How does a film that features some of the most gorgeous landscapes on earth, buff, exotic warriors, and dollops of Aboriginal mysticism end up being a dull viewing experience? I’m not sure I can put my finger on a precise answer, but the makers of The Dead Lands manage to pull it off.

After the men in his village including his chieftain father are slaughtered, teenager Hongi (James Rolleston), despite being inexperienced and inept in the ways of warfare, sets out after the treacherous rival tribesmen responsible for the deed. Hongi learns of a place called the Dead Land, an ostensibly evil realm from which no one returns, which is occupied by a monster who kills and eats all who dare enter it. Conferring with the spirit of his dead grandmother (Once Were Warrior’s magnificent Rena Owen), he decides to enter the Dead Land to solicit the assistance of its terrifying warrior guardian (Lawrence Makoare, The Hobbit: The Desolation of Smaug) to seek revenge for his people in the face of overwhelming odds.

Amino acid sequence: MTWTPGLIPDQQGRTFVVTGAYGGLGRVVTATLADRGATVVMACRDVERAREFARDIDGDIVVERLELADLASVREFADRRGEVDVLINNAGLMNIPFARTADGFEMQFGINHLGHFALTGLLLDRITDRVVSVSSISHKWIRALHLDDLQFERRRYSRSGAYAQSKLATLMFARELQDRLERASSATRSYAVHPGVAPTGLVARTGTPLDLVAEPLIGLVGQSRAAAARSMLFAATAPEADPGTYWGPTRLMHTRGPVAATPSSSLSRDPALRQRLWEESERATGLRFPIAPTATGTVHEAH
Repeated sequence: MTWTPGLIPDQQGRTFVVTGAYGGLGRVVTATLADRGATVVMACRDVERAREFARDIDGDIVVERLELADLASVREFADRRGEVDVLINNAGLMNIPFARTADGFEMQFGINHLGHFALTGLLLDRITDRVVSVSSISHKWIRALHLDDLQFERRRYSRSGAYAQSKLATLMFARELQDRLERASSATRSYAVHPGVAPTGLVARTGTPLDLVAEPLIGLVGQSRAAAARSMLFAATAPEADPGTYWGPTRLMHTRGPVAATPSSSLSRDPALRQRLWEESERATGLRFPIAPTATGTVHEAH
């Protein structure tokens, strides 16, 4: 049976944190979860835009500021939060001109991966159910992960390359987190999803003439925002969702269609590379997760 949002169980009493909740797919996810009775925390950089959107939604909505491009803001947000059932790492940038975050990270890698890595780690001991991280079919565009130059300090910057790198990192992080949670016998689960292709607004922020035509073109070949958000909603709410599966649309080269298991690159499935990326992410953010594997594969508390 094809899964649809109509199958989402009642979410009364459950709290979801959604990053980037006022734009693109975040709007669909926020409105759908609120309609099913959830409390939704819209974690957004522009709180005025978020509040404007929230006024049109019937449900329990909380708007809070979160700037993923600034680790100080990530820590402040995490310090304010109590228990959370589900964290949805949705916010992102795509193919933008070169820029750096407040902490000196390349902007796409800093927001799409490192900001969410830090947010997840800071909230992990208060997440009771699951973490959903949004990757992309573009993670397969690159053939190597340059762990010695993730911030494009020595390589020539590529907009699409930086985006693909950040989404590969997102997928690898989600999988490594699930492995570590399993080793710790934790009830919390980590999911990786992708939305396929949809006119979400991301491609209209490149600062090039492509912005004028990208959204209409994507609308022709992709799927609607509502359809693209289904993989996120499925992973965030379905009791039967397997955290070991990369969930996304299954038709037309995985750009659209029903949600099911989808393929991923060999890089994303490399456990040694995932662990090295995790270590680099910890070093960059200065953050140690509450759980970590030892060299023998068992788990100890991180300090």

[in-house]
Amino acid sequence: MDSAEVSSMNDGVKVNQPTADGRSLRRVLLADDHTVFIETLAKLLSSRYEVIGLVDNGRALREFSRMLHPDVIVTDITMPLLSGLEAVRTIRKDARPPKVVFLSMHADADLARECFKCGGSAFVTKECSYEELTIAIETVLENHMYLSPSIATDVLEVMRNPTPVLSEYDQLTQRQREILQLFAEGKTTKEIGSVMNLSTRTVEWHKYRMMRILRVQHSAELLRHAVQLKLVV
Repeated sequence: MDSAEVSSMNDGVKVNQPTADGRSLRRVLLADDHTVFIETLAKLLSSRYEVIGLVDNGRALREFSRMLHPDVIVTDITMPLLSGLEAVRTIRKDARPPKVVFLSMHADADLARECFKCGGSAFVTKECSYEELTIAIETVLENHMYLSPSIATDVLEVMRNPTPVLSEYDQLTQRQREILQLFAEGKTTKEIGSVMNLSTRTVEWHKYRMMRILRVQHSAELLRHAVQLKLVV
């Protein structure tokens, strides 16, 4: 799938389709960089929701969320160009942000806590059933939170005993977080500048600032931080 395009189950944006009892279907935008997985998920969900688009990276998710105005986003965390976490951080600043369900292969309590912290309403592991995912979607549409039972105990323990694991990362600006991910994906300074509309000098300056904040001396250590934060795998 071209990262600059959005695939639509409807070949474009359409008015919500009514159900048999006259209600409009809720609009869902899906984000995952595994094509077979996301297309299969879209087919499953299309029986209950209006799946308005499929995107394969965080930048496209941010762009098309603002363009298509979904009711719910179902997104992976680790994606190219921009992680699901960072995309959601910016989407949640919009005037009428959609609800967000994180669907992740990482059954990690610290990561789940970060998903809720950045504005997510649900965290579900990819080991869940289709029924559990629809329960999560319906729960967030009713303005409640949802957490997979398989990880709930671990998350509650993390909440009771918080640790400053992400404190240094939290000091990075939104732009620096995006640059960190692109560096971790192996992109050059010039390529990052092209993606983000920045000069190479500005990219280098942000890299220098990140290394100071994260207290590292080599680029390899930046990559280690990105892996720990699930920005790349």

This is an undeniably unique coming of age story, and the relationship between the boy and the father figure ‘monster’ has its touching moments, but the mixture of bloody action (the traditional Maori martial art Mau rakau) and tribal culture and protocols never really gel. The press notes state that this is the first feature to portray the Maori martial art on screen, but this uniqueness is moot as the camera gets in amongst the fighting in such a way that it’s difficult to follow what is going on and to distinguish who is who.

The stentorian delivery of the dialogue often veers towards the silly, and while this is no doubt part of an appropriately respectful and accurate presentation of the tribal traditions around mana (honour, respect, power, and prestige), it also keeps the viewer at an emotional distance. The Dead Lands is lovely to look at, as it would take a lot of effort to make New Zealand look anything other than beautiful, but it feels long at just under 2 hours, and ends with a gory whimper rather than the anticipated spectacularly bloody bang.

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I've worked in entertainment product development and sales & marketing in the U.S., UK and my native Canada for over 20 years, and have been a part of many changes during that time (I've overseen home entertainment releases on VHS, LaserDisc, DVD and Blu-ray). I've also written and commentated about film and music for many outlets over the years. The first film I saw in the cinema was Mary Poppins, some time in the mid-60s: I was hooked. My love of the moving image remains as strong as ever.